NEW YORK (AP) -The hardest commodity to find in baseball is a durable, dominant ace.
Pitching arms are fragile, 20-game winners are expensive and the task of developing a true No. 1 starter in your own farm system takes keen scouting, years of patience - and a lot of luck.
So when the New York Mets had a chance to trade for Johan Santana, they jumped at it. Omar Minaya has always been an aggressive general manager, and he wasn't about to pass up an opportunity to land arguably the game's best pitcher.
The Mets agreed to send Minnesota four prospects, including three pitchers, for a guy that could cost them about $120 million or more to sign to a contract extension of five-to-seven years.
That's a steep price, especially considering Santana could have become a free agent after this year's World Series. Next offseason, he might have been available to the highest bidder - without having to give up any players in return.
But this deal was a no-brainer for the Mets, who are trying to win the World Series right now.
Pedro Martinez and Orlando Hernandez have one year left on their contracts. Carlos Beltran is in his prime, David Wright and Jose Reyes will soon enter theirs. All-Star closer Billy Wagner is 36.
And New York has the financial resources to sign Santana, with its own regional sports network and a new ballpark on the way in 2009.
``We're going to welcome him with open arms,'' Wright said.
The question is, did the Twins get the best deal possible for Santana?
Probably not.
The New York Yankees offered the best package of talent earlier this offseason, proposing a deal that would have sent pitcher Phil Hughes, center fielder Melky Cabrera and a minor leaguer to Minnesota.
Considered one of the premier prospects in baseball, Hughes has already shown he can get major league hitters out and he projects as a front-line starter. He went 5-3 with a 4.46 ERA as a rookie last year and took a no-hitter into the seventh inning of his second big league start, against Texas.
Cabrera is an excellent defensive outfielder who already holds his own with the bat. And don't be surprised if he develops more power as he gains experience.
But new Twins general manager Bill Smith waited, perhaps trying to play the Yankees against the Boston Red Sox, who also made a bid for Santana. Neither team upped its offer, however, and New York pulled out of talks at the winter meetings in December.
When the Twins went back to those teams last weekend, the Yankees and Red Sox held onto their prospects. Santana fell to the Mets, who didn't even have to part with their top overall prospect, outfielder Fernando Martinez. They also kept right-hander Mike Pelfrey, drafted No. 9 overall in 2005.
What the Twins got is a raw, speedy outfielder in Carlos Gomez, who didn't look like much of a hitter in 125 at-bats with New York last year, and right-hander Philip Humber, who has bounced back from elbow ligament replacement surgery after being drafted third overall in 2004.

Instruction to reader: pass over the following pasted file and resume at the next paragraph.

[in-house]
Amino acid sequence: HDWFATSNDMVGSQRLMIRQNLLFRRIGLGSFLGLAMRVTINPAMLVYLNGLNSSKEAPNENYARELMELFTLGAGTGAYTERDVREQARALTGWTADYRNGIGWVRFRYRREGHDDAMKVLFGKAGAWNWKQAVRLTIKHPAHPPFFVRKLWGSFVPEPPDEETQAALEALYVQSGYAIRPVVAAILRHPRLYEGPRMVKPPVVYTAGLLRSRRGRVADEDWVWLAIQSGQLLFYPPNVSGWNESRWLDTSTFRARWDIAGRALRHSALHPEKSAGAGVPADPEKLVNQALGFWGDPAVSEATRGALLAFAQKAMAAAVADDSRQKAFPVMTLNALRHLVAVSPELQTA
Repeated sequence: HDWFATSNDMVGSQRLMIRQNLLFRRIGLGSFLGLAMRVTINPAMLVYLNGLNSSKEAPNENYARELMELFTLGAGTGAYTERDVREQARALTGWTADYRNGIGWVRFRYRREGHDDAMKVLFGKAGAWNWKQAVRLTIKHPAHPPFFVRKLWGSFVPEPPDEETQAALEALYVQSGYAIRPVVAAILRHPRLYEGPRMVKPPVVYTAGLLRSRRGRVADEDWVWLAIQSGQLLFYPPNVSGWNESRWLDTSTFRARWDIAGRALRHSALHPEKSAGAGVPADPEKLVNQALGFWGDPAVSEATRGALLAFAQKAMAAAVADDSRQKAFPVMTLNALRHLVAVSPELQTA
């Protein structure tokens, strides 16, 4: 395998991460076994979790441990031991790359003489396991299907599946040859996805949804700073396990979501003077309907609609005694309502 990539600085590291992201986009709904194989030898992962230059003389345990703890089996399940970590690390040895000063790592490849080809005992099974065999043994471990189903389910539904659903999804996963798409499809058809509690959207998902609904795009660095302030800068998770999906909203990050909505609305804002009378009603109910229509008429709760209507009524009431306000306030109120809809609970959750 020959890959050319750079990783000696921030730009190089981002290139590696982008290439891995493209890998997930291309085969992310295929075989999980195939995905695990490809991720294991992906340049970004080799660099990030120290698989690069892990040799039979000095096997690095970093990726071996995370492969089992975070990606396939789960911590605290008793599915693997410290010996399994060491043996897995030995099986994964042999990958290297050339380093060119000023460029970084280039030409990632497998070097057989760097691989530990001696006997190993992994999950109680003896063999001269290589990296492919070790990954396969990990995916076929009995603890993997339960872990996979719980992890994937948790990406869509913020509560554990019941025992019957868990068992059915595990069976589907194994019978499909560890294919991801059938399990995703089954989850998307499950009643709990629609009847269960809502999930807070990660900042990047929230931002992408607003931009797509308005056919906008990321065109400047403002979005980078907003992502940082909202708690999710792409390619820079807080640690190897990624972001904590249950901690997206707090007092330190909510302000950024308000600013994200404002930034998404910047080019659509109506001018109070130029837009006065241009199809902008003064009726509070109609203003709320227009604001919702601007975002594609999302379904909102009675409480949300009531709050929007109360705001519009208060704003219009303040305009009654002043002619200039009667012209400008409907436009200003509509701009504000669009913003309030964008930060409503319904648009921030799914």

Minnesota also acquired pitcher Kevin Mulvey, who was 12-10 with a 3.20 ERA in 26 starts at Double-A Binghamton and one at New Orleans last year, and Deolis Guerra, who turns 19 in April and was 2-6 with a 4.01 ERA at Class-A St. Lucie.
Some think Mulvey can be a middle-of-the-rotation starter in the majors. Guerra is a wild card.
If one or two of these guys pan out, it won't be a bad deal for the Twins, who at least shipped Santana out of the American League. The best thing they did, though, is add multiple prospects. When dealing with minor leaguers, dealing in volume is the way to go.
But waiting to pull the trigger might prove costly for the Twins.
Santana, left unprotected by Houston in the 1999 winter meeting draft, turns 29 in March. The left-hander seems to be the closest thing there is to a safe bet, too.
After beginning his career in the bullpen, he proved durable for the Twins but wasn't overused. Minnesota takes great pride in protecting its young arms - Santana has made 33 or 34 starts each of the last four seasons and pitched anywhere from 219 to 233 2-3 innings. He threw extra innings in the playoffs several times, but not last year.
The Mets needed to make a big move after their unprecedented collapse last September left players and fans bitter. Then, Tom Glavine took his 200-plus innings to Atlanta, leaving a huge hole in the rotation.
Plus, they had sat by and watched as their chief rivals in the NL East, the Philadelphia Phillies, upgraded their bullpen (Brad Lidge) and lengthened their lineup (Geoff Jenkins and Pedro Feliz) this offseason.
Just two years ago, the Mets were one win from the World Series. The addition of Santana makes them NL favorites again.

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